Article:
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History of Guadeloupe: Map

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Changes in Europe

From 1759 through 1763, as a part of the Seven Years' War, the British took control of the island and the main city Pointe-à-Pitremarker was established during these years. Proof of the island's importance came in 1763 when in the Treaty of Paris the French traded their territory in Canada to Britain in return for control of Guadeloupe. Many in Britain had wanted to annexe the island, as a reward for Britain's success in the war.

The French Revolution also caused political turmoil, and control of Guadeloupe changed hands a couple of times including 1789 and 1792. Slavery was abolished during this tumultuous time and within the year Britain had again occupied the island. Guadeloupe experienced the effects of the Reign of Terror from 1794 to 1798.

Meanwhile Louis Delgrès, a mulatto officer, led an uprising in 1652. He and 800 rebels chose to die rather than submit to the French army. Napoleon reinstated slavery when the French retook the island.

The British again held the island for three years beginning in 1810. It was ceded to Swedenmarker in 1813 after the Napoleonic Wars. However, the Treaty of Paris in 1814 left the island to France again, though the British and Swedish did not fully acknowledge the secession. French control of the island was recognized in the Treaty of Vienna in 1815.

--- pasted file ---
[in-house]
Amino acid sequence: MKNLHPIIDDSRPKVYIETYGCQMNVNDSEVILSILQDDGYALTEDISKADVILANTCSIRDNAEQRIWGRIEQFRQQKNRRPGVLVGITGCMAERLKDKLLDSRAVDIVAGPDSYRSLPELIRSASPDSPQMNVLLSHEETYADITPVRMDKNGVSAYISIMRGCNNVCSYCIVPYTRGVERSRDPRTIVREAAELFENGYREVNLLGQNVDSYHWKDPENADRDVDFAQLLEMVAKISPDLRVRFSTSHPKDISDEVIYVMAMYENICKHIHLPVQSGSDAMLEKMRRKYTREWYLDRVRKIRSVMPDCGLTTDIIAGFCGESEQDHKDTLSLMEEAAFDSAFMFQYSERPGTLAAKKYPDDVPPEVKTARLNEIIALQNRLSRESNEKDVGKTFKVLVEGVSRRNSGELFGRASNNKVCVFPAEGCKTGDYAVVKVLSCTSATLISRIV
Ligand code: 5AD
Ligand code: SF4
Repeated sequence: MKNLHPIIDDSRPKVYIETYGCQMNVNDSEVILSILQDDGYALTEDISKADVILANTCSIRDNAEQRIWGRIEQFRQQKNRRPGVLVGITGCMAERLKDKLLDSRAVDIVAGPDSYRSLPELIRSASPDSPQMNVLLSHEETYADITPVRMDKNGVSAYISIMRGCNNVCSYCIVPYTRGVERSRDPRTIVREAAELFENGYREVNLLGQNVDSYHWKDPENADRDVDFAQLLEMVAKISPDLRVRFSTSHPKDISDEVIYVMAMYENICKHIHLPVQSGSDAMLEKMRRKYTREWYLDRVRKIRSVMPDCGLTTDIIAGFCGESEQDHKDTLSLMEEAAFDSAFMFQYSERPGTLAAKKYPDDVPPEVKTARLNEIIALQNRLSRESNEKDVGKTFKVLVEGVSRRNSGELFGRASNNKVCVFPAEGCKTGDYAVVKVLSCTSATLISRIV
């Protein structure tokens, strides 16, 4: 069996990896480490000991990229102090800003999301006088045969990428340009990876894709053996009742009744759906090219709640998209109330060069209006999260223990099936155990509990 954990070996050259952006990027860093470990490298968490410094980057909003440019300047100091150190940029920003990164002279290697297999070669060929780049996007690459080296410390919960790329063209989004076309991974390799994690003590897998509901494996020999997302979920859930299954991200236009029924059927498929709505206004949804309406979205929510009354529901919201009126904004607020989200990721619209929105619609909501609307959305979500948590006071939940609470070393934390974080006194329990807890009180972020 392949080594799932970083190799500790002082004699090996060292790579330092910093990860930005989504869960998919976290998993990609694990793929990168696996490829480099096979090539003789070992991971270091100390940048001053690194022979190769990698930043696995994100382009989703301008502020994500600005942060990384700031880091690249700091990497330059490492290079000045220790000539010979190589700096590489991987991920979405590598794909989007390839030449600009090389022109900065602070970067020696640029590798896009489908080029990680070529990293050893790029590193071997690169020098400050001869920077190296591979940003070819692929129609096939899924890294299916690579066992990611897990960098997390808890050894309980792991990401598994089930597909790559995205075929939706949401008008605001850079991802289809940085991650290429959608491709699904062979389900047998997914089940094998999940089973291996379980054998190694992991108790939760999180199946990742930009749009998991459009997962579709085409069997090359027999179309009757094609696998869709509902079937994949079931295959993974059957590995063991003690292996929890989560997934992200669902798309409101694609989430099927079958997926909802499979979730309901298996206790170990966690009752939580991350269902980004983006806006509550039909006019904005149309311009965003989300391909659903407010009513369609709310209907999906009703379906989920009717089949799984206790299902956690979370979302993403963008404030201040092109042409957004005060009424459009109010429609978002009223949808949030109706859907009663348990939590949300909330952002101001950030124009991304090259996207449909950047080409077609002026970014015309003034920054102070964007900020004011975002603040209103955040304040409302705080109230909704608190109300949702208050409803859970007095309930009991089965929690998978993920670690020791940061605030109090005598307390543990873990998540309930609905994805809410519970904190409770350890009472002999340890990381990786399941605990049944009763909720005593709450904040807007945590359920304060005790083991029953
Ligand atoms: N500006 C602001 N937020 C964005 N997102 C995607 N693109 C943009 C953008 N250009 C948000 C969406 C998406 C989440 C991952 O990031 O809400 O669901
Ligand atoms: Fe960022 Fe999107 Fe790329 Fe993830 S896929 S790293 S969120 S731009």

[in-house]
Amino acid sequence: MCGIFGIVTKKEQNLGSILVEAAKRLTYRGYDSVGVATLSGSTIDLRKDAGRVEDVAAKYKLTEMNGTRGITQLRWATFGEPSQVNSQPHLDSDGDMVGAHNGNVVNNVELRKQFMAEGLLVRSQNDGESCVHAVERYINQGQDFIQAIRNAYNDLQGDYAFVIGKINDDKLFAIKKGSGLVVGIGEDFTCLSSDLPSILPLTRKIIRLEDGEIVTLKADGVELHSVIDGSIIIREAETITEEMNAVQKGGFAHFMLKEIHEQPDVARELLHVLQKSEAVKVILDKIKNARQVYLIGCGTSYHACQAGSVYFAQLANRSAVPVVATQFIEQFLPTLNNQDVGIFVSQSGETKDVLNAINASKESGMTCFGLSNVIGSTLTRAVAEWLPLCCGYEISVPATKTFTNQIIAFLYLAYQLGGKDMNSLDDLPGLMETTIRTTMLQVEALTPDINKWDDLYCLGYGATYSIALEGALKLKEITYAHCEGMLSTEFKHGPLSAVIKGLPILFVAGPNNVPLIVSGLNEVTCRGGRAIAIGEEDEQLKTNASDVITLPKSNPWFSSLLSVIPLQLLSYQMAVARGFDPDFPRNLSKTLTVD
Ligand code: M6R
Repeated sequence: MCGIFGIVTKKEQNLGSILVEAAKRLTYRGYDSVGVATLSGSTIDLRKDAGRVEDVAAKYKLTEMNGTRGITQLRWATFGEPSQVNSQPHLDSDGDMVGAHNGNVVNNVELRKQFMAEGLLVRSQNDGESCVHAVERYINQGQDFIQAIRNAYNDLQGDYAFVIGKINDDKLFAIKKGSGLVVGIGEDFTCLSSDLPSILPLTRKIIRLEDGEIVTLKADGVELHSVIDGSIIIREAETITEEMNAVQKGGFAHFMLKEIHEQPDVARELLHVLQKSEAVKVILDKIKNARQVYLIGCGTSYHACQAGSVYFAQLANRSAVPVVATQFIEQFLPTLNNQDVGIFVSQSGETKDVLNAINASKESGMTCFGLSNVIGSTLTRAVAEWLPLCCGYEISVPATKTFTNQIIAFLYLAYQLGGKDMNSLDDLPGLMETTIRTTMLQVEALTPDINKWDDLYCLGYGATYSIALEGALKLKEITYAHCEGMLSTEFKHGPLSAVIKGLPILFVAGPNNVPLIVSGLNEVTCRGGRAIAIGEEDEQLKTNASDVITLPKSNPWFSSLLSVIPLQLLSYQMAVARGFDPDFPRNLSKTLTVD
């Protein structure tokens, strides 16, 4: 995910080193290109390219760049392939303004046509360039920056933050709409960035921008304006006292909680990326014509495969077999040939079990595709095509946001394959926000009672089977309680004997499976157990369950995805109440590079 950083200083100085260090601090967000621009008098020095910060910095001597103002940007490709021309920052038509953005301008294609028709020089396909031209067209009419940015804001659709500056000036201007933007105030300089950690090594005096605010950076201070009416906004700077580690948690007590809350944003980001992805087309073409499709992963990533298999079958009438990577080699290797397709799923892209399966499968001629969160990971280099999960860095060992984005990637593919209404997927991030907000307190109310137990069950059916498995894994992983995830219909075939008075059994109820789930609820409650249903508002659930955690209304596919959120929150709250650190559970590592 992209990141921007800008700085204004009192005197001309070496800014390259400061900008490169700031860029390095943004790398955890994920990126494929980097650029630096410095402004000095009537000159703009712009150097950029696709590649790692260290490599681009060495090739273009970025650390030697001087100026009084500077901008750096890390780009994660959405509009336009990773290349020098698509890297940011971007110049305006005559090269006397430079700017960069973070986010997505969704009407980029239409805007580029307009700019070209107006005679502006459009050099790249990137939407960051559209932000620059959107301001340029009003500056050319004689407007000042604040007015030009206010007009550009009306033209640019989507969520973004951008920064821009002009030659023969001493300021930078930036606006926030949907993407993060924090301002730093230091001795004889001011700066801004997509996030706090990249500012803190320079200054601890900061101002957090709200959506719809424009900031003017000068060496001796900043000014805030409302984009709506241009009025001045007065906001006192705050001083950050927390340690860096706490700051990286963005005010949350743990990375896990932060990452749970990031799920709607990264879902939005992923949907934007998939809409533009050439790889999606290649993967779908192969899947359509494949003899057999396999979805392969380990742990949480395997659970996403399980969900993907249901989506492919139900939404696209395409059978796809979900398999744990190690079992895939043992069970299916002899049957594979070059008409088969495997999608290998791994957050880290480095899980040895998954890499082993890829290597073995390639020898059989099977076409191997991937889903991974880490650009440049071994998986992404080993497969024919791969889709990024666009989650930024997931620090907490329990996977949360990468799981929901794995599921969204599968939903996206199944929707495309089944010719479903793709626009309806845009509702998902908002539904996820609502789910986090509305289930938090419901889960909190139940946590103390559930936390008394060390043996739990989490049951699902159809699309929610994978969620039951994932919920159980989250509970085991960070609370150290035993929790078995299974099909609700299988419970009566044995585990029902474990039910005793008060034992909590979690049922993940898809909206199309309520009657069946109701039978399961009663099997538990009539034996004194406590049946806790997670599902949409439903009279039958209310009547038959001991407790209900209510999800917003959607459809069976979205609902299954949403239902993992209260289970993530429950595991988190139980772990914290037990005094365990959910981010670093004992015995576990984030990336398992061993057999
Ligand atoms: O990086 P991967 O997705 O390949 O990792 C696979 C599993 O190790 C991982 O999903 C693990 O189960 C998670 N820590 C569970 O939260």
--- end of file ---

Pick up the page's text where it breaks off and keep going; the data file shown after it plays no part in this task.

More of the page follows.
Guadeloupe in 1865


Modern times

Though Guadeloupe has been relatively peaceful, political changes have not always been easy. A compulsory work program was instituted by the Vichy government under Governor Sorin between 1940 and 1943.

In 1946, after another change of political power, Guadeloupe became an overseas Department of France. Other French Caribbean islands were added to this Department and in 1995 Guadeloupe became an observer in the Association of Caribbean States.

In early 2009, Guadeloupe experienced widespread public unrest as part of the 2009 French Caribbean general strikes, with protests focusing on low wages, high costs of living and social inequality.


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